Black Sea Ripples of Russia’s Mistral Bid
The possibility that Russia might purchase one or two French helicopter carriers Mistral from France has long caused anxiety in Tbilisi. Although Georgia’s reaction to initial reports about the purported bid was unusually calm, apprehension became more tangible as Russia and France took concrete steps toward realization of the “commercial project.”
It appears that Mistral warships were high on the agenda during Georgian Foreign Minister Grigol Vashadze’s recent visit to France where he held talks with his French counterpart Bernard Kouchner and also met with some of the most influential deputies in the French National Assembly. Later, in his interview to Georgian media, Vashadze on one hand showed diplomatic restraint by saying that “it is each nation’s sovereign right to sell weapons to whomever she deems appropriate,” but showed his country’s growing nervousness on the other by adding that “as allies and friends, we also have the right to express our concern.” In the same interview, Vashadze tried to calm the Georgian audience by claiming that the French side “had carefully listened to Georgia’s arguments.” He promptly added, “I do not think the issues related to the purchase of this vessel by the Russians are that simple.”
As reported by Georgian Imedi-TV, Akaki Minashvili, Chairman of the Georgian Parliament’s Foreign Relations Committee, said on December 4 that the parliament is going to adopt a special statement on the issue since the purchase by Russia of sophisticated French warships would constitute “an immediate danger to Georgia, Ukraine, the Baltic States, as well as the whole region.” It looks like this measure is supported by both the parliamentary majority and the opposition since the Chairman of the Georgian Parliament, Davit Bakradze, President Saakashvili’s close ally and the second in charge by the Georgian constitution, showed his full support for the move. “To us, it is not only a commercial contract,” Bakradze said, “and we hope that France will take into consideration not only its commercial interest but the real situation in the region.” Some of the members of the parliamentary opposition have been even more categorical when they demanded from the government to promptly react in order to “rally international opinion” and “increase international pressure on France.”
Apparently, Georgians became alerted by Vladimir Putin’s response to a journalist’s question in Paris where he travelled last week to meet with French Prime Minister Francois Fillon and discuss, among other things, Russia’s military cooperation with France. During the press conference on November 27, the journalist raised the issue of France planning to sell a Mistral ship and Georgia’s concern that it will be used against it. “We have not yet decided anything on the purchase of a Mistral,” Prime Minister Putin said in response, “but anything is possible.” In reaction to Georgia’s concern, Putin added, “as for our use of armaments, I will tell you that if we buy armaments, we will use them as we see fit.”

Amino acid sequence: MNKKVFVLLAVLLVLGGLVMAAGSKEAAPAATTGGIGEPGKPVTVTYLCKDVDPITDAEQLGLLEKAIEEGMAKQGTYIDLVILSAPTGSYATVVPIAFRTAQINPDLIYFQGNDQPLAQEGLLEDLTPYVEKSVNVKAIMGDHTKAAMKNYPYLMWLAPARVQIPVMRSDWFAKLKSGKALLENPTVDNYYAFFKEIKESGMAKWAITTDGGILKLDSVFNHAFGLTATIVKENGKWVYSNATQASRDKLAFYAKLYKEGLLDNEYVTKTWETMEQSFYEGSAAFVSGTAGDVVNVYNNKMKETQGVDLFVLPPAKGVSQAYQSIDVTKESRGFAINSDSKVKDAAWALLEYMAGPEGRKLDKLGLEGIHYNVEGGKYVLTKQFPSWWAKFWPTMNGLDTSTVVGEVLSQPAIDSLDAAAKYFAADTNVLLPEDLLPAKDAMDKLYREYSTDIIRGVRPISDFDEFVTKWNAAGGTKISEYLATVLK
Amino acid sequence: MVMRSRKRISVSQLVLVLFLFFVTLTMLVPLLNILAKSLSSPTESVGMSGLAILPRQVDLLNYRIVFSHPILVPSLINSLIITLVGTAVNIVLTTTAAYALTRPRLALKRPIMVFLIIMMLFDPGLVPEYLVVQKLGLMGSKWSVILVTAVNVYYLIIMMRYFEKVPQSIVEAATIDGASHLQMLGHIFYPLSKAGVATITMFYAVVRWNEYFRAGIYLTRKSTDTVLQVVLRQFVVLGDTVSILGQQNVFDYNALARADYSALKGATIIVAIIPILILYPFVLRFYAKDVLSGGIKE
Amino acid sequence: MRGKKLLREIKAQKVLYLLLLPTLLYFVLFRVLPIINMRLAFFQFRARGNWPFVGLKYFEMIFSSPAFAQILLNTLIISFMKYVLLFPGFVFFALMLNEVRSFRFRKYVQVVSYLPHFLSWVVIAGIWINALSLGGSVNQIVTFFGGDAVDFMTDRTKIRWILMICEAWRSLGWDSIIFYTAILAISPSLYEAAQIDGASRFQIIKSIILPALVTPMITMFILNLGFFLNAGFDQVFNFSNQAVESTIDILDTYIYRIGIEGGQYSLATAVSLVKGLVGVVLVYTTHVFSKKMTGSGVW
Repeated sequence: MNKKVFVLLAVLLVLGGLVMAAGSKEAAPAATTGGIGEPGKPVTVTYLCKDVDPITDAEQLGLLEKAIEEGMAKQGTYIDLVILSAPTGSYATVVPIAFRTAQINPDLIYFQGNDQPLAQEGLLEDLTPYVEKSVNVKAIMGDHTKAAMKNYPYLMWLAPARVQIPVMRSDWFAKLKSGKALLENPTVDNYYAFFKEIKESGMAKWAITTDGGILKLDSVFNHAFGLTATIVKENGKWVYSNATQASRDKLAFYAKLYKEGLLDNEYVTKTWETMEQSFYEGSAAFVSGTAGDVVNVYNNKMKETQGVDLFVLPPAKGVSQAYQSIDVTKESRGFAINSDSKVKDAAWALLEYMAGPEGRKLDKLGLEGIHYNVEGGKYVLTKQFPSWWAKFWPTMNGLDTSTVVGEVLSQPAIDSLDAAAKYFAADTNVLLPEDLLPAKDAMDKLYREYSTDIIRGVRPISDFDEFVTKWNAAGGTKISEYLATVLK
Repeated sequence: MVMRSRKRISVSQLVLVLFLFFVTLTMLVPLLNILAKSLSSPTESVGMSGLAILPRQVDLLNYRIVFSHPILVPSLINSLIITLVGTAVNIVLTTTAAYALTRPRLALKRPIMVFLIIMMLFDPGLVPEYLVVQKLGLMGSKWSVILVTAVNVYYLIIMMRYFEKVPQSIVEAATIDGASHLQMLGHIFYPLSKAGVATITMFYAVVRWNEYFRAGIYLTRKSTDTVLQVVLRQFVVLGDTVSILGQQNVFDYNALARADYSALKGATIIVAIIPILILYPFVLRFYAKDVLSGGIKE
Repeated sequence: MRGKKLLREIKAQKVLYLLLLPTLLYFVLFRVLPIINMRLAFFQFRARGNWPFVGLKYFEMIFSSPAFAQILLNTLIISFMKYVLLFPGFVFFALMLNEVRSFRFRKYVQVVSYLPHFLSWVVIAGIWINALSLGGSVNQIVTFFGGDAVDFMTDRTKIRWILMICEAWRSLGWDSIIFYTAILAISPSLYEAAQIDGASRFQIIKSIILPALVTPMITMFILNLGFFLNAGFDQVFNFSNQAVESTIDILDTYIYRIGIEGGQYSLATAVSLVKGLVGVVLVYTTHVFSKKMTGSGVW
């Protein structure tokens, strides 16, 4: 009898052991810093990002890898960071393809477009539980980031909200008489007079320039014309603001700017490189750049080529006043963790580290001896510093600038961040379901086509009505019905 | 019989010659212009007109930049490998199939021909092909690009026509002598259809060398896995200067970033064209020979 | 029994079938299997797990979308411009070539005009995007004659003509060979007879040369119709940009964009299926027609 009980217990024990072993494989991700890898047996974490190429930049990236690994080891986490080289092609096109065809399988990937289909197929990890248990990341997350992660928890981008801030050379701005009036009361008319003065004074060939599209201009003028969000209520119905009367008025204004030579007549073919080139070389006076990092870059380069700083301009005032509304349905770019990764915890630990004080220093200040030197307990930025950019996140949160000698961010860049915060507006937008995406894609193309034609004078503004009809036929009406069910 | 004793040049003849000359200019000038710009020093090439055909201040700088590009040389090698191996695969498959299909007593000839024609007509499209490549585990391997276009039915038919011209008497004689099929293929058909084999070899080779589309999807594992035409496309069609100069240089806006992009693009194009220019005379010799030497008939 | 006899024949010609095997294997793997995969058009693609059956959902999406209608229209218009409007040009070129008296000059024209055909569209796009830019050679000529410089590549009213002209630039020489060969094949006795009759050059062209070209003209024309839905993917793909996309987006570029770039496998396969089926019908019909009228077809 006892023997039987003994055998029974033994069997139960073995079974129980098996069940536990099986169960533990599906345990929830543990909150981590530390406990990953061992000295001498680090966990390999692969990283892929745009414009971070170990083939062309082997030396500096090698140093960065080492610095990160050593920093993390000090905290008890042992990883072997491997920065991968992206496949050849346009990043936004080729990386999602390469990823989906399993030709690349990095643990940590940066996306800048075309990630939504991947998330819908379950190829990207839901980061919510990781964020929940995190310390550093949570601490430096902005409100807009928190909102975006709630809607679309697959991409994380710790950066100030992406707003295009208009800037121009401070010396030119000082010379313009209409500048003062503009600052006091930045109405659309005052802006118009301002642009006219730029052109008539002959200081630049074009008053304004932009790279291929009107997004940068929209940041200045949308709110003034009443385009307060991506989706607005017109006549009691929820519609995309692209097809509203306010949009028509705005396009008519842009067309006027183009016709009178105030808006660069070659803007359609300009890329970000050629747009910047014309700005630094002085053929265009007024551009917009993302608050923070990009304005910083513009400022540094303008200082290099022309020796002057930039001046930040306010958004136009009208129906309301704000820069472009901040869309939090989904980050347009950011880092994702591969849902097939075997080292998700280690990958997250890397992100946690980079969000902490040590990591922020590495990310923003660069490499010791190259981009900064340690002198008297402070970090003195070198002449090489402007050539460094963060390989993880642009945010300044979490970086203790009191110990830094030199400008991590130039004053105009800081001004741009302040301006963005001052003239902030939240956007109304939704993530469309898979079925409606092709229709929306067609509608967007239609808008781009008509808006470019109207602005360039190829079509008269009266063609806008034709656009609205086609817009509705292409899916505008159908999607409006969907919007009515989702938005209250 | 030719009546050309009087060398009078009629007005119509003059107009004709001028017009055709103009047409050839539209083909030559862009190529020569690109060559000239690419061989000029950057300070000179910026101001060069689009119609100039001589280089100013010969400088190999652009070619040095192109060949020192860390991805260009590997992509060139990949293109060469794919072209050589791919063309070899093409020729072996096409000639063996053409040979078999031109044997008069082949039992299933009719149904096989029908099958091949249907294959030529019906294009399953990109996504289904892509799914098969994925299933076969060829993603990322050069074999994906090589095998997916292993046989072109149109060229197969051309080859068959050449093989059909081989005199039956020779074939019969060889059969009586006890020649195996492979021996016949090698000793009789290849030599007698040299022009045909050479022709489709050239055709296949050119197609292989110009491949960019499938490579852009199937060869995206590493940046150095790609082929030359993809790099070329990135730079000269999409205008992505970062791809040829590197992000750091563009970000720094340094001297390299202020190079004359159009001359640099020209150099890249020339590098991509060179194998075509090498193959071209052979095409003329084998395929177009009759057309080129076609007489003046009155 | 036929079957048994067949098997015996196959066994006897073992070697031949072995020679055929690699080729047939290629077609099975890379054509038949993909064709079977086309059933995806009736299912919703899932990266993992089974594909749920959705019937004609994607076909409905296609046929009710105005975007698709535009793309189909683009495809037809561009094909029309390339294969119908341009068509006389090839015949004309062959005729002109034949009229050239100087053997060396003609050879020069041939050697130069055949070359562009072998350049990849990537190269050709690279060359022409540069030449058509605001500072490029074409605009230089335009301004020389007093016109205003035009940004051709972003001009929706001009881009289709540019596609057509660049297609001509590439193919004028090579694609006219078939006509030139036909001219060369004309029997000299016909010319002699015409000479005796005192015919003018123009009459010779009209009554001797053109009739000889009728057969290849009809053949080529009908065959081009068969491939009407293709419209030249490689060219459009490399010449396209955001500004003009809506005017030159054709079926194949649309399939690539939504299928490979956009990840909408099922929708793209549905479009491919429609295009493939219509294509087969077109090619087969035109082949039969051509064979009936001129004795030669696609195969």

Needless to say that every word voiced by the Russian leadership on issues related to Georgia finds broad resonance in Tbilisi and Vladimir Putin’s “we will use them as we see fit” has been interpreted by the Georgians as a direct threat to their already fragile existence. Georgian concerns only increased when the chief of Russia’s military fleet, Admiral Vladimir Visotsky, stated that “if Russia had had Mistral-type vessels during last year’s conflict, the Balck Sea fleet would have performed its task in 40 minutes, instead of 26 hours.”
Currently, some 20 percent of Georgian territory is under Russian occupation, including the north-eastern Abkhazia region along the Black Sea. During the Russian military aggression in August 2008 Moscow actively used its naval capabilities to occupy a significant portion of Georgia’s Black Sea shore, most importantly, the port of Poti, vital for Georgia’s security and commerce. Even without powerful Mistral ships Georgia’s Black Sea coast in Abkhazia is already dominated by the Russian navy and Georgia’s vulnerability will only increase should the Mistral deal materialize. Furthermore, Georgians believe that French President Nicolas Sarkozy as the mediator of the Russo-Georgian ceasefire agreement should do more to make Russia comply with its international obligations and withdraw its troops and naval forces from the occupied Georgian lands and territorial waters.
On December 3 the sizable Georgian community in France initiated a petition to the French government “Against the Sale of Mistrals to Russia” and is trying to mobilize France’s public opinion. Apart from Georgia, the Baltic nations also seem to be alerted by Russia’s Mistral bid, notwithstanding the fact that they have long been members of NATO and the European Union and should feel more secure than Georgia, which is left outside the Western collective security system. As Ants Laaneots, Commander-in-Chief of the Estonian Defense Forces, said on November 21, “If the French eventually sell the ships [to the Russians], we will have to think about what kind of security measures must be taken should they be stationed in the Baltic Sea.” Likewise, analysts believe that the Georgian government and its NATO friends should think well in advance about the consequences of Russia’s Mistral acquisition and the naval imbalance it would cause in the Black Sea and elsewhere.